Applicability of -Wunused-param

Many projects, including LLVM have to turn -Wunused-param off, as it has too many false positives.

Most false positives stem from the fact that often a function has to take a parameter not because it wants to, but because:

1. It’s part of an interface, and has to be API/ABI compatible
2. It overrides another function which does need that parameter

However, this warning is still very useful when the function is:

- static
- private
- in an anonymous namespace

This asks for a warning on unused parameters which is restricted to “private" (static local / etc) functions.
Am I missing something there?
Has anyone tried to implement such a warning before?

But the criteria 1/2 whether a function needs to have unused parameters are orthogonal to whether the function is "private" (per your vague notion of what that would mean). For example, a pointer to a static function can be passed to an API that expects a certain function type.

(At least for C++, an approach to suppress false -Wunused-param is to leave the parameters that are unused per criteria 1/2 unnamed in the function definition. But which of course doesn't catch cases where the parameter has been left unnamed "maliciously" and a -Wunused-param would be warranted.)

It’s worth noting that this warning is very easy to silence and it’s probably better to do that in most cases. There are two common ways of silencing the warning.

Starting with:

int foo(int a, int b)

You can (in all languages) do this:

(void)b;

To indicate that b is unused. Most projects have an UNUSED macro to do this. This improves code readability by indicating that the parameter is intentionally unused in this implementation of the function. C++ provides a nicer way of doing this and you can just rewrite the function declaration to:

int foo(int a, int)

Now the second parameter exists, but has no name and so is implicitly unused because nothing can possibly refer to it. This is even easier to read because you know from the first line of the function that this parameter will not be used in the definition.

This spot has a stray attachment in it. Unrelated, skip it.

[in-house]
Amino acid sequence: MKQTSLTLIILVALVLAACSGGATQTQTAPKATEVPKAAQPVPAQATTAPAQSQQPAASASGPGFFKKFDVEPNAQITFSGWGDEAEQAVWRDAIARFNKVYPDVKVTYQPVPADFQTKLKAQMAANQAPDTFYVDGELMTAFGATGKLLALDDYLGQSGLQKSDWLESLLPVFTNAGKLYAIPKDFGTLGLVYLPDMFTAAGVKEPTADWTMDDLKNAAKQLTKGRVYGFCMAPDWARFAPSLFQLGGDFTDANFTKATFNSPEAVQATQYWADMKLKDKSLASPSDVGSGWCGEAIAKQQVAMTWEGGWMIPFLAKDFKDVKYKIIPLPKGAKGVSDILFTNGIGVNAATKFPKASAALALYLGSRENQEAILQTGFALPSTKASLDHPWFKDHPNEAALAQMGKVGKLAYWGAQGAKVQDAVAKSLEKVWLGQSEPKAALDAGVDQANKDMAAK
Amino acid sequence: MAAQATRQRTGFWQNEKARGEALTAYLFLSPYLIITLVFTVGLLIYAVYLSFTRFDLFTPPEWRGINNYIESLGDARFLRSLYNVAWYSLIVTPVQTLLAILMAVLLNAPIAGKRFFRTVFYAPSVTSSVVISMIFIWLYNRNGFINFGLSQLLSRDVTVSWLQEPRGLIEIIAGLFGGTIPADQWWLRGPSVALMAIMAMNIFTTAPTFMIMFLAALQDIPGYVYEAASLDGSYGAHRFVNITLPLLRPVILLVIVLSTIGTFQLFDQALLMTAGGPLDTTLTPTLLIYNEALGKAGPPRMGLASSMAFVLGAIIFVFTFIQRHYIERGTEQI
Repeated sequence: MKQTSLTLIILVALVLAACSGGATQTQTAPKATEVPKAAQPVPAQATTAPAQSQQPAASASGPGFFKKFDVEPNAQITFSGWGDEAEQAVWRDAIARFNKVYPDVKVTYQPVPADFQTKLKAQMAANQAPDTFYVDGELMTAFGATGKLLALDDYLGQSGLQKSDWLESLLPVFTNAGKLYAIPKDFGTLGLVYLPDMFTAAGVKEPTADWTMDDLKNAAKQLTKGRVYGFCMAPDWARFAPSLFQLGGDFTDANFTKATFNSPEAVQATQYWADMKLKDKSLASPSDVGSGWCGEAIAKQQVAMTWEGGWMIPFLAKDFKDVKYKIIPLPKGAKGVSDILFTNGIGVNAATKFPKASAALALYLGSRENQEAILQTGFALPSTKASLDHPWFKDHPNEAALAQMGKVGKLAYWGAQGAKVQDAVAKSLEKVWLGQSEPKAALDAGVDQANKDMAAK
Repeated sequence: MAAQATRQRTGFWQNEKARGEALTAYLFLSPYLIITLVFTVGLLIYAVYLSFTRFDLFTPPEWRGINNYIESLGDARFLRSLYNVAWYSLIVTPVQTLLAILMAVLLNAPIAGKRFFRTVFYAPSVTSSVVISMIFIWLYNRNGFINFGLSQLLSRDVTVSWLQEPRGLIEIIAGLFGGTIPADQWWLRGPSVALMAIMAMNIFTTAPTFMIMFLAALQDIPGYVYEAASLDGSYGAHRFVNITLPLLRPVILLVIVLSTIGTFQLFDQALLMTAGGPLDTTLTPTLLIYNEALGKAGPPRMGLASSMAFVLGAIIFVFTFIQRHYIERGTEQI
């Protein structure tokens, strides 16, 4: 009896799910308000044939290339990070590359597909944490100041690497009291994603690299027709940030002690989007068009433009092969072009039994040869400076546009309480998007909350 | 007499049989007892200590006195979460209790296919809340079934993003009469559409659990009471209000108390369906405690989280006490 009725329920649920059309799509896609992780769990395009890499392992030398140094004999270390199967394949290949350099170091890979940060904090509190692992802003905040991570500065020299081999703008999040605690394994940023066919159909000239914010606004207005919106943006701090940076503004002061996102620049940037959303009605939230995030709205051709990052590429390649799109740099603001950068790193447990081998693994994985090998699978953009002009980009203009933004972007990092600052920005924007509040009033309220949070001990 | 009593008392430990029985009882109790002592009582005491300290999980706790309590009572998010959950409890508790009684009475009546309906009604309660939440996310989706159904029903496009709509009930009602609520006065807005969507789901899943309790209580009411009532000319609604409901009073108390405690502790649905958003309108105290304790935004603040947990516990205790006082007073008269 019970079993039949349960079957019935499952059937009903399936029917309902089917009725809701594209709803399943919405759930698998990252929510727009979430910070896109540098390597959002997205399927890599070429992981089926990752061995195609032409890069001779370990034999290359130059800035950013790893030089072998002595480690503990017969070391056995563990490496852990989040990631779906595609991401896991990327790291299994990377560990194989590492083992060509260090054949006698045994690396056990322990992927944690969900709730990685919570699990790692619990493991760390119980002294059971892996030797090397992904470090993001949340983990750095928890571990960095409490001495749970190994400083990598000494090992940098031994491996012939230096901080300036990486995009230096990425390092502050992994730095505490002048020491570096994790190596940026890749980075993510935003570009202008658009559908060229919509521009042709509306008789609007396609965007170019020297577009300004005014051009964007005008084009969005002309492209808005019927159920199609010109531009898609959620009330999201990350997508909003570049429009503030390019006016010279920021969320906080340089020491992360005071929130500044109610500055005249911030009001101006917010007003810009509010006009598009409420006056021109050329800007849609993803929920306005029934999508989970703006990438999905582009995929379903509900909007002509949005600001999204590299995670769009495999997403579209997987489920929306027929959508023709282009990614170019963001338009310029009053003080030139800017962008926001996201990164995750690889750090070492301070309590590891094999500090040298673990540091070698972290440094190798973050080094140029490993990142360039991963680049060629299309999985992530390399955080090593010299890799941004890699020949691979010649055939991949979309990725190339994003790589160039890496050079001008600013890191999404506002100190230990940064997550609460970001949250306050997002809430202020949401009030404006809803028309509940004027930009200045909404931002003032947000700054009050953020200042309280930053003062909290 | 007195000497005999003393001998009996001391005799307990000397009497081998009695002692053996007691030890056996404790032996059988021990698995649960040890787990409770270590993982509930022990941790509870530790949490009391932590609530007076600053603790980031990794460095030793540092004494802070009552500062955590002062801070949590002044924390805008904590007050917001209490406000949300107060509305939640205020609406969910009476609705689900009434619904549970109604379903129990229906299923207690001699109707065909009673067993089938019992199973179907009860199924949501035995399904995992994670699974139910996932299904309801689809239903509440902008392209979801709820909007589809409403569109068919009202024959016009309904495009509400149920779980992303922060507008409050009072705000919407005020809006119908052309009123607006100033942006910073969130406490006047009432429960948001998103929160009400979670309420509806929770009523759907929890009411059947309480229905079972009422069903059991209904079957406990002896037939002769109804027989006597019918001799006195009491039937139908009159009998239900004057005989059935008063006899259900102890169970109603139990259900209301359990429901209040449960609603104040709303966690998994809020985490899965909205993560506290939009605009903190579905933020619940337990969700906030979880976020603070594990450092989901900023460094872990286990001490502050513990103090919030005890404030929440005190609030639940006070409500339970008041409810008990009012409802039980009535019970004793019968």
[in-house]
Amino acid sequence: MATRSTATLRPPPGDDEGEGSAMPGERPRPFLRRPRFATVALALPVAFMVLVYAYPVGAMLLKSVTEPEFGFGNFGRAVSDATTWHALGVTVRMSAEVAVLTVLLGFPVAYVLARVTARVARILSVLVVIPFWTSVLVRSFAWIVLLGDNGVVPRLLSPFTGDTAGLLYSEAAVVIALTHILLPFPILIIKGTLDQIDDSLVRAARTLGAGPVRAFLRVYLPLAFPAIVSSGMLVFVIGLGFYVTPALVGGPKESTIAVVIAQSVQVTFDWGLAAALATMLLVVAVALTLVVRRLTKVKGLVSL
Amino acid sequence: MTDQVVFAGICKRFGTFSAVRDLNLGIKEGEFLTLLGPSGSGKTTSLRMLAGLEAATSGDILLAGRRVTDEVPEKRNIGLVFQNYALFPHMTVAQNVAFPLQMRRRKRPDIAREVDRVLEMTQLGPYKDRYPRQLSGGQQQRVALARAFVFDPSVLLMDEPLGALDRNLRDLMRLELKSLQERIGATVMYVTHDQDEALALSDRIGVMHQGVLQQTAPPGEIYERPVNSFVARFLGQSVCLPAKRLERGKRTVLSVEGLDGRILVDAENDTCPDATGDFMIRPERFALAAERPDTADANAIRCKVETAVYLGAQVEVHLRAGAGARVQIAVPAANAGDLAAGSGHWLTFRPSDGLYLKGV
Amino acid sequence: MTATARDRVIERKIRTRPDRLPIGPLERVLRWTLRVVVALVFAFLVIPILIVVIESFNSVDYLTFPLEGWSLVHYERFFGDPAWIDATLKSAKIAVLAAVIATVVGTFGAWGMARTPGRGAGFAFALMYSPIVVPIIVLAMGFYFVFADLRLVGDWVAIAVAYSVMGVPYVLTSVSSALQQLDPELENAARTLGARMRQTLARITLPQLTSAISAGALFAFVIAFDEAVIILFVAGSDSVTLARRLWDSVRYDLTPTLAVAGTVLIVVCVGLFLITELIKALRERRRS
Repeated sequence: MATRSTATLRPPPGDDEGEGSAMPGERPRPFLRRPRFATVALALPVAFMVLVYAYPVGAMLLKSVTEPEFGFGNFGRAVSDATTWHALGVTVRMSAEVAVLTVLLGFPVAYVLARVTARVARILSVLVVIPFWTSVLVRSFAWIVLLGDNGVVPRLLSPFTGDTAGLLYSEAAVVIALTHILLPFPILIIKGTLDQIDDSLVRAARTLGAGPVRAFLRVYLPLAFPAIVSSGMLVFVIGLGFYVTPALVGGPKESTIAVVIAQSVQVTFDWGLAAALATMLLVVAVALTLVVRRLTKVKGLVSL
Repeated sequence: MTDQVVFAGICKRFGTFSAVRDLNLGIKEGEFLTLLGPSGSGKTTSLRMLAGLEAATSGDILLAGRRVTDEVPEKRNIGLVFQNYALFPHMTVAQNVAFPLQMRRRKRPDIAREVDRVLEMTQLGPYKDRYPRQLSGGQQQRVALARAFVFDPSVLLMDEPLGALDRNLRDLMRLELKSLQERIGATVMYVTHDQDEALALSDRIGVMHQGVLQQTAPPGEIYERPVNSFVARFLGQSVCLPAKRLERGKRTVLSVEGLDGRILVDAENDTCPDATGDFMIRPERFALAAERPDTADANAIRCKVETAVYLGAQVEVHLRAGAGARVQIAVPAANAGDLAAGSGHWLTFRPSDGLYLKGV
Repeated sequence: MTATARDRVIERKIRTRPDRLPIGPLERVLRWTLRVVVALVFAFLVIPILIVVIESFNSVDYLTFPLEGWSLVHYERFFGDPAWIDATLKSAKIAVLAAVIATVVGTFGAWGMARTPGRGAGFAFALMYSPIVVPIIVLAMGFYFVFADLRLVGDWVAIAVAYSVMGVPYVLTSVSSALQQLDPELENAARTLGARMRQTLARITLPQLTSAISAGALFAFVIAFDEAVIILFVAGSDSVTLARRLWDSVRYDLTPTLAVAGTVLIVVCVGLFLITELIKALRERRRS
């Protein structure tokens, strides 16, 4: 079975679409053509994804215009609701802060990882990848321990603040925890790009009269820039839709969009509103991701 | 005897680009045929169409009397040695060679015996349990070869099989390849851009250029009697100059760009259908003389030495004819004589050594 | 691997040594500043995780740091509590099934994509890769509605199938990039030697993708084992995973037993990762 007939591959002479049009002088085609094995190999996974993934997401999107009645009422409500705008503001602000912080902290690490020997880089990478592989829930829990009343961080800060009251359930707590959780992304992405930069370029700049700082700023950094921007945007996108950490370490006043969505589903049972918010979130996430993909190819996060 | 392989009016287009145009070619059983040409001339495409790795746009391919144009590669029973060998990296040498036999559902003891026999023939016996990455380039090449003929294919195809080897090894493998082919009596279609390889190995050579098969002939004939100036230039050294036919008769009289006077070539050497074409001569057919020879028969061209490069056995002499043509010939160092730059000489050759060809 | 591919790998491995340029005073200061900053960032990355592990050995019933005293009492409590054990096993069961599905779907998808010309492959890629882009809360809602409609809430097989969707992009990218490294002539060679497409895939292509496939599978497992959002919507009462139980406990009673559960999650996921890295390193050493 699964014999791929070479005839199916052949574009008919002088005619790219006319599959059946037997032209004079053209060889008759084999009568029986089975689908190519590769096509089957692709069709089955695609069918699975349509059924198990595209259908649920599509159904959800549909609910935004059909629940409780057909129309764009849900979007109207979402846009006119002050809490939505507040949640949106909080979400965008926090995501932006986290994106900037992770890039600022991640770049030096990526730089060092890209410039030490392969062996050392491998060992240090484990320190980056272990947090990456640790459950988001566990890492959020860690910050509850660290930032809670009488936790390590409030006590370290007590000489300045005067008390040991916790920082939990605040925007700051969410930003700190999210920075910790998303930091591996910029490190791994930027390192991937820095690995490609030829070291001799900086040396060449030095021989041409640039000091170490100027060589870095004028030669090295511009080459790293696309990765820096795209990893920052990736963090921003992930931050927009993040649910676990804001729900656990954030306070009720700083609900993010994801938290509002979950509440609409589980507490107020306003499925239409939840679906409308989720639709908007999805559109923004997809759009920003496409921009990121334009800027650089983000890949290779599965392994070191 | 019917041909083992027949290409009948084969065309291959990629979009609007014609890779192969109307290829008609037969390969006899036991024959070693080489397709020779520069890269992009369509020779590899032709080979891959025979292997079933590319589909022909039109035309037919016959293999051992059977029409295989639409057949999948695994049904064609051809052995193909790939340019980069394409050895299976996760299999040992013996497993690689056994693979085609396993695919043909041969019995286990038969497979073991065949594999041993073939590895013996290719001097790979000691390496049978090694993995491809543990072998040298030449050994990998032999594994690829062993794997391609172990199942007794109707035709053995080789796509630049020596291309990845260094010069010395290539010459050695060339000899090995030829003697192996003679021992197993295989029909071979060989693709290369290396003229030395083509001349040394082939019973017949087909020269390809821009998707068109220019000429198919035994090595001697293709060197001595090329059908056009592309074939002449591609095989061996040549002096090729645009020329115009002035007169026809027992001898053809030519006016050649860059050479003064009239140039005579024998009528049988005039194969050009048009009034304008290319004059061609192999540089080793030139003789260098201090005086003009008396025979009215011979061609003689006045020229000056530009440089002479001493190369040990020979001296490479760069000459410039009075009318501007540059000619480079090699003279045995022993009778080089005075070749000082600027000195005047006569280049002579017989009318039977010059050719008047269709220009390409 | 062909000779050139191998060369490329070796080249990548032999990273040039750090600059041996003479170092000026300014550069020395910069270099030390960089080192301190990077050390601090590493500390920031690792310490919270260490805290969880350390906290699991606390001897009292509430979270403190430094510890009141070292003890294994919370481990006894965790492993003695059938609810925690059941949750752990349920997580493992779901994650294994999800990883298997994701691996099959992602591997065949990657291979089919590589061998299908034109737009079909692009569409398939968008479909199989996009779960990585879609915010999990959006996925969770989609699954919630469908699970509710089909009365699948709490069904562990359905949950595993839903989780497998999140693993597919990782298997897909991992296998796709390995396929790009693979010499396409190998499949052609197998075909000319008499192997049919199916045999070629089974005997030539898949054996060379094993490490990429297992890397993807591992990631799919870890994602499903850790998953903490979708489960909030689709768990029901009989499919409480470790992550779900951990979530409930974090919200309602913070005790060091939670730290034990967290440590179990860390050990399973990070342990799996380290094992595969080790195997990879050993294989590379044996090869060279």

I believe that clang-tidy can perform the latter transformation automatically, though it’s generally a good idea to audit the non-uses of parameters to check that they’re intentional and unavoidable.

David

It’s worth noting that this warning is very easy to silence and it’s probably better to do that in most cases.

Sure, but projects don’t (even Clang and LLVM).

Might be a good idea to add a fix-it note to the diagnostic to do this too. I think that would stop a lot of users from disabling it.

It’s worth noting that this warning is very easy to silence and it’s probably better to do that in most cases. There are two common ways of silencing the warning.

  1. There’s actually three ways: one can also do attribute((unused))

  2. All three ways are bad for some use cases.
    As a data point, I have recently tried compiling the static analyzer core with -Wunused-parameter,
    and have removed 100+ lines of dead code, so the warning is clearly useful.
    I really wish there was a way to enable it in a not-so-disruptive way.

One pattern for which no good suppression work is a method in an abstract base class with a dummy implementation:

e.g. “void foo(A a, B b, C c) {}”

Then all three suppression ways are bad:

  • Adding "(void) p” for each parameter adds unnecessary code to the method body, hiding the fact that this is a dummy do-nothing implementation
  • attribute((unused)) makes declaration much harder to read, and hides the meaning
  • Removing the parameter name makes the documentation unusable

George

It’s worth noting that this warning is very easy to silence and it’s probably better to do that in most cases. There are two common ways of silencing the warning.

  1. There’s actually three ways: one can also do attribute((unused))

Since C++17, there’s four ways: you can also use the standard [[maybe_unused]] attribute. It makes sense for us to choose a direction that’s aligned with that (doubly so if C adopts that attribute if/when it picks up C++ attribute syntax).